IPhone Vs. BlackBerry: Marketers Win Either Way

According to Gartner's recent publication "Market Share: Smartphones, Worldwide, 1Q08," the BlackBerry led U,S. market share with 42% of the market. Only one year after the initial release of the iPhone, Apple climbed to the second slot with 20% of the U.S. smartphone market. As these two juggernauts fight for control of the smartphone market, email has become the primary battleground.

In a nutshell, the race is between Apple's ability to get backend support up to speed with the BlackBerry Enterprise Server and RIM's ability to get user experience up to par with the iPhone. With momentum from last year already on Apple's side, will last week's presentation by Steve Jobs at the WWDC 2008 conference mark the beginning of RIM's fall from glory?

In terms of functionality, the new Apple 3G launch is focused on addressing three "challenges":

1) Speed - addressed through 3G network support from which the new phone derives its' name.
2) Enterprise support - addressed through Exchange ActiveSync which provides simple setup and integration with MS Exchange
3) Third-party applications - addressed through the SDK platform

While considerable noise has been made about the speed and announcement of a third-party application store, the big thing for email marketers is Apple's second priority -- the one right behind speed. If you have any question about the strategic value of email, just consider where Apple is focusing their attention-email. With the inclusion of Exchange ActiveSync and rollout of an enterprise test program to 35% of the Fortune 500, Apple has identified their key focus in the war on RIM.

This should not be a surprise, BlackBerry is the clear leader in the business smartphone market. iPhone has quickly become the favorite in the consumer segment. The question has been who will break the mold and clearly own both markets. RIM's introduction of the BlackBerry Pearl and BlackBerry Curve to the consumer market has been considered successful, especially by Wall Street. However, everyone knows that the email experience is subpar compared to traditional email clients. Apple has consistently touted the superiority of iPhone for email and web browsing, but has not had compelling enterprise support for business users. Now the company claims that integration into the most common enterprise email platform will be "Apple easy."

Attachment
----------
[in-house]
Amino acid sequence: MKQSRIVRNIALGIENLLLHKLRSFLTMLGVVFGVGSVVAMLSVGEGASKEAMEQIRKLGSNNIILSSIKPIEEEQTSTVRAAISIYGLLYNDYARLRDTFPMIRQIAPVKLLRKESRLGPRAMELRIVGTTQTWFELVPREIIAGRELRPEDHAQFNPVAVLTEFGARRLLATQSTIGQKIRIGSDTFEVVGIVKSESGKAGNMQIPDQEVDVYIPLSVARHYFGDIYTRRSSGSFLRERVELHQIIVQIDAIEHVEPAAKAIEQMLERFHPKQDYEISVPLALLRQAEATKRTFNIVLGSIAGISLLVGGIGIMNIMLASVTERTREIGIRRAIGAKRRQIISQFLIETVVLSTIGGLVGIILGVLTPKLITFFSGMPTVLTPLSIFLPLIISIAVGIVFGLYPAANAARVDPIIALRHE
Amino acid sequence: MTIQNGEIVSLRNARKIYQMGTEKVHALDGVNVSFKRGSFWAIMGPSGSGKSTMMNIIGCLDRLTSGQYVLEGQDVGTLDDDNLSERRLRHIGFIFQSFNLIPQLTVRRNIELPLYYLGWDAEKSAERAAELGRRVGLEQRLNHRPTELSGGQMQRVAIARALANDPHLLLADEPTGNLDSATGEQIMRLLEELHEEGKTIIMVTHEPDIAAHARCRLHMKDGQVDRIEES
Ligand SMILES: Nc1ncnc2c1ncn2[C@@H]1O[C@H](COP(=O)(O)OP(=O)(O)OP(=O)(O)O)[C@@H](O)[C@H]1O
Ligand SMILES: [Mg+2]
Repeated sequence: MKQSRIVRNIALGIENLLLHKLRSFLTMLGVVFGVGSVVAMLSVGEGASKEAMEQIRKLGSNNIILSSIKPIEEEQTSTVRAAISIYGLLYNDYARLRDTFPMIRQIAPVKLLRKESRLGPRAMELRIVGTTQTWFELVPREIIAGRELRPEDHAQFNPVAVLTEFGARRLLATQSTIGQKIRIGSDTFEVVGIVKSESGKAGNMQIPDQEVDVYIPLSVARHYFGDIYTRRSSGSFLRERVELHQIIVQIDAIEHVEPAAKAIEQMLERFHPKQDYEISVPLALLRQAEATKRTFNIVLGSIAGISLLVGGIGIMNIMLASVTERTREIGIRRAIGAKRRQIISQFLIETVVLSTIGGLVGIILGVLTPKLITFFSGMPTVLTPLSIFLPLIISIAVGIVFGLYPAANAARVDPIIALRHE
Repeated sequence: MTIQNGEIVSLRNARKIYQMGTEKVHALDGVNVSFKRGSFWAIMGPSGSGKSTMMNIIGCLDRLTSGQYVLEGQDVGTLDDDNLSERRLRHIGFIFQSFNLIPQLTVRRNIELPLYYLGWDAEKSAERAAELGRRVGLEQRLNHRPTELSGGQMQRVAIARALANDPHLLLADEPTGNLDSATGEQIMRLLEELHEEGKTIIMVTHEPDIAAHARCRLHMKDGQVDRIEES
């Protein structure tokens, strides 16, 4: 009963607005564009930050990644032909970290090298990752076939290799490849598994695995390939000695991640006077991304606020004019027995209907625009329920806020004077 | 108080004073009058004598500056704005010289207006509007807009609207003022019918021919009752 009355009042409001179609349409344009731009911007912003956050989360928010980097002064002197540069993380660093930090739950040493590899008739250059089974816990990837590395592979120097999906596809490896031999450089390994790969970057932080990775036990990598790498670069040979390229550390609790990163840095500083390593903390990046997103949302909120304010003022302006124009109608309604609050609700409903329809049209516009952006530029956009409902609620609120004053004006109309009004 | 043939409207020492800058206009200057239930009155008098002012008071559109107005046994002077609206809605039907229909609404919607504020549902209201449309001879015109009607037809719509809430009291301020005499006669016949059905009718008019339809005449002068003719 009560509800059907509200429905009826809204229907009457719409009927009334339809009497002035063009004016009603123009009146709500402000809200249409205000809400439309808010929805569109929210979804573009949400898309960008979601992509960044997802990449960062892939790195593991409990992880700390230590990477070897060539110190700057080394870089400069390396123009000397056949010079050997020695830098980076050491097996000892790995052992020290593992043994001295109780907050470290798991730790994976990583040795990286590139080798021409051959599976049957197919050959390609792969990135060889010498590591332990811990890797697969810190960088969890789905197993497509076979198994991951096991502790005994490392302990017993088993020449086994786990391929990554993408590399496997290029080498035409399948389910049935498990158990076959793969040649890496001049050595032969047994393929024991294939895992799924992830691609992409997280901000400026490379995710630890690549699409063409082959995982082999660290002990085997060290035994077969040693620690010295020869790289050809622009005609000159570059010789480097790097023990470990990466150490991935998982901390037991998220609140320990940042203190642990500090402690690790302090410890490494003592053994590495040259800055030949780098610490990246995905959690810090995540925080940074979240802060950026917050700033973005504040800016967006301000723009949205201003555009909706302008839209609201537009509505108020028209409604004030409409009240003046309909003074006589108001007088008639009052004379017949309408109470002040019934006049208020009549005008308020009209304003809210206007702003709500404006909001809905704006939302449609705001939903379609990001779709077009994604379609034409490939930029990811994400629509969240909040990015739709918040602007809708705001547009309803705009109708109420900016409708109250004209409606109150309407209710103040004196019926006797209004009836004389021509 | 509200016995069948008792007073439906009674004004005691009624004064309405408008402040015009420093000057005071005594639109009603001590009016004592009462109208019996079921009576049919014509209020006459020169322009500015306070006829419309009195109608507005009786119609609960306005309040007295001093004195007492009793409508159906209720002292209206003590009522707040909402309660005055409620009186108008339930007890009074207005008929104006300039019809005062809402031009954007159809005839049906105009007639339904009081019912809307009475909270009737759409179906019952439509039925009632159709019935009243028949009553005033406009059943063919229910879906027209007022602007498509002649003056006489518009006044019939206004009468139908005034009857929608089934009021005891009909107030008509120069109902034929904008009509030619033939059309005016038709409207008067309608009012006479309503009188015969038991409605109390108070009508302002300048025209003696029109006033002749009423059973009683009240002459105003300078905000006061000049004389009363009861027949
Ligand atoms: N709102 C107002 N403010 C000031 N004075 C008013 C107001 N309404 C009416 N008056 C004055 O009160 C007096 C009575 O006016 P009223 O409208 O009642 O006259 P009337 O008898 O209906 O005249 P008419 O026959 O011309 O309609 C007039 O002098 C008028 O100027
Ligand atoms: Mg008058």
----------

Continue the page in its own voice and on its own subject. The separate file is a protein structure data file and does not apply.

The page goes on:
So, can RIM respond? The email experience of RIM's new BlackBerry Bold is rumored to have improved. For now, we need to wait and see. If it is not significantly improved, Apple will quickly own the domestic smartphone market. RIM clearly understands the stakes of this fight and is expected to respond well. We want the company to fight back strong in order to continue driving rapid improvements in mobile email functionality.

What does this mean for email marketers?

Rendering email on mobile devices is a challenge. Those emails we work so hard to make beautiful on a traditional computer simply look and act terribly on most mobile devices. Despite any number of best practices identified and articulated for minimizing rendering problems (such as Pivotal Veracity's tips on Mobile Email and MarketingSherpa's tips for BlackBerrys for mobile email there are no altogether satisfying solutions. Contrarily, the iPhone does provide a satisfying solution-with support of rich HTML and viewing attachments, the email experience is relatively consistent with the traditional mail client experience.

iPhone's improved email user experience is phenomenal news for email marketers and rumors that RIM is responding with improvements of its own provide hope that we are nearing the end of the dark days of mobile email. A recent Pew Internet study found that 39% of respondents had gotten a new cell phone within the past year. If this is consistent from year-to-year, the average person gets a new mobile phone every two and a half years -- logically in line given most phone service contracts last two to three years. At this rate, the significant majority of smartphones should support rich email experiences within the next two years. Gone will be the days of "mobile email" as we have come to despise it.

In the meantime, we still need to consider the mobile email landscape. U.S. marketers should leveraging tools to preview email on BlackBerry, Windows Mobile and Palm OS. International senders need to test Symbian as well. However, these are stop-gap measures for a dark time. The war is on and email marketers stand to benefit



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